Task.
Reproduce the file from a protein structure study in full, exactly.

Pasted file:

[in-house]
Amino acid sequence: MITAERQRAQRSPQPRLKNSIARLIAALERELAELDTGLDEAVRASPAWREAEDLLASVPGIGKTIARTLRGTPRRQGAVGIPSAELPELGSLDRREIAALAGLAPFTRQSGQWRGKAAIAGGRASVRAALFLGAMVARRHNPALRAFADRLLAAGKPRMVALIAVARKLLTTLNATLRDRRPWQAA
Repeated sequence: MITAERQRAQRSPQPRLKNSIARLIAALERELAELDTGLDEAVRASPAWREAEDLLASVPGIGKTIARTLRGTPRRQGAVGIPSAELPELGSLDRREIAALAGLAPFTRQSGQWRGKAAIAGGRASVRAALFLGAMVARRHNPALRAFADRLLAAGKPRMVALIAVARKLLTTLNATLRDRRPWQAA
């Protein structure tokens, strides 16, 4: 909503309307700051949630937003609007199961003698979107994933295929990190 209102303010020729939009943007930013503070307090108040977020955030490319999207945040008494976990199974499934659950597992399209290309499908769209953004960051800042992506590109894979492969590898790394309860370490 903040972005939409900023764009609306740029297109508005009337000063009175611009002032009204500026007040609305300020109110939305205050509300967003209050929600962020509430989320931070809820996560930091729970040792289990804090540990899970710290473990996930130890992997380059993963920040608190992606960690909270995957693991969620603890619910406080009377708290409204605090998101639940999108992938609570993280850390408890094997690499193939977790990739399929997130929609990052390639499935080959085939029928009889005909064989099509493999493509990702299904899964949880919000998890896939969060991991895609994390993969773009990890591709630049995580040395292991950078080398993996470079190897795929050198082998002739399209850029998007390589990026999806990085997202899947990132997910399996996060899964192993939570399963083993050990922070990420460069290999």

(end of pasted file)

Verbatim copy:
[in-house]
Amino acid sequence: MITAERQRAQRSPQPRLKNSIARLIAALERELAELDTGLDEAVRASPAWREAEDLLASVPGIGKTIARTLRGTPRRQGAVGIPSAELPELGSLDRREIAALAGLAPFTRQSGQWRGKAAIAGGRASVRAALFLGAMVARRHNPALRAFADRLLAAGKPRMVALIAVARKLLTTLNATLRDRRPWQAA
Repeated sequence: MITAERQRAQRSPQPRLKNSIARLIAALERELAELDTGLDEAVRASPAWREAEDLLASVPGIGKTIARTLRGTPRRQGAVGIPSAELPELGSLDRREIAALAGLAPFTRQSGQWRGKAAIAGGRASVRAALFLGAMVARRHNPALRAFADRLLAAGKPRMVALIAVARKLLTTLNATLRDRRPWQAA
């Protein structure tokens, strides 16, 4: 909503309307700051949630937003609007199961003698979107994933295929990190 209102303010020729939009943007930013503070307090108040977020955030490319999207945040008494976990199974499934659950597992399209290309499908769209953004960051800042992506590109894979492969590898790394309860370490 903040972005939409900023764009609306740029297109508005009337000063009175611009002032009204500026007040609305300020109110939305205050509300967003209050929600962020509430989320931070809820996560930091729970040792289990804090540990899970710290473990996930130890992997380059993963920040608190992606960690909270995957693991969620603890619910406080009377708290409204605090998101639940999108992938609570993280850390408890094997690499193939977790990739399929997130929609990052390639499935080959085939029928009889005909064989099509493999493509990702299904899964949880919000998890896939969060991991895609994390993969773009990890591709630049995580040395292991950078080398993996470079190897795929050198082998002739399209850029998007390589990026999806990085997202899947990132997910399996996060899964192993939570399963083993050990922070990420460069290999």